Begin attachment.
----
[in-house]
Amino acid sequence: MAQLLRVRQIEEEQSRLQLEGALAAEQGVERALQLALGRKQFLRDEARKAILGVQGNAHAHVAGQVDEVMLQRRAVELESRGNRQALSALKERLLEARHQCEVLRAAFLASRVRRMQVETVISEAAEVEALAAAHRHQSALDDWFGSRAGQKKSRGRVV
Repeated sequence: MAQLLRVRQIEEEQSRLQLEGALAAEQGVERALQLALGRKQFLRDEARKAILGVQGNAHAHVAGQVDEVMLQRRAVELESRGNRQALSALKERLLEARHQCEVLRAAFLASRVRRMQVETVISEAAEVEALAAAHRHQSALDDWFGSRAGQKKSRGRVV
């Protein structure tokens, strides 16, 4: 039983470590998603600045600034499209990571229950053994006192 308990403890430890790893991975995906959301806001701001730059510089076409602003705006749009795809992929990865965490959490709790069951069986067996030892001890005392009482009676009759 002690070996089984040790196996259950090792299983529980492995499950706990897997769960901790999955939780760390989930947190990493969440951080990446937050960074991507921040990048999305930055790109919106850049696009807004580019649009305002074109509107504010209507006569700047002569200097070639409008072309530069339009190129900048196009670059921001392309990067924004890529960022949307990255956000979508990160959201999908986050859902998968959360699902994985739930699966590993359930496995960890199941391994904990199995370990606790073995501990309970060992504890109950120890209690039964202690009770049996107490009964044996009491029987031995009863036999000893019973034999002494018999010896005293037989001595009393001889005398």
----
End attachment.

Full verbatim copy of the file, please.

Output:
[in-house]
Amino acid sequence: MAQLLRVRQIEEEQSRLQLEGALAAEQGVERALQLALGRKQFLRDEARKAILGVQGNAHAHVAGQVDEVMLQRRAVELESRGNRQALSALKERLLEARHQCEVLRAAFLASRVRRMQVETVISEAAEVEALAAAHRHQSALDDWFGSRAGQKKSRGRVV
Repeated sequence: MAQLLRVRQIEEEQSRLQLEGALAAEQGVERALQLALGRKQFLRDEARKAILGVQGNAHAHVAGQVDEVMLQRRAVELESRGNRQALSALKERLLEARHQCEVLRAAFLASRVRRMQVETVISEAAEVEALAAAHRHQSALDDWFGSRAGQKKSRGRVV
């Protein structure tokens, strides 16, 4: 039983470590998603600045600034499209990571229950053994006192 308990403890430890790893991975995906959301806001701001730059510089076409602003705006749009795809992929990865965490959490709790069951069986067996030892001890005392009482009676009759 002690070996089984040790196996259950090792299983529980492995499950706990897997769960901790999955939780760390989930947190990493969440951080990446937050960074991507921040990048999305930055790109919106850049696009807004580019649009305002074109509107504010209507006569700047002569200097070639409008072309530069339009190129900048196009670059921001392309990067924004890529960022949307990255956000979508990160959201999908986050859902998968959360699902994985739930699966590993359930496995960890199941391994904990199995370990606790073995501990309970060992504890109950120890209690039964202690009770049996107490009964044996009491029987031995009863036999000893019973034999002494018999010896005293037989001595009393001889005398």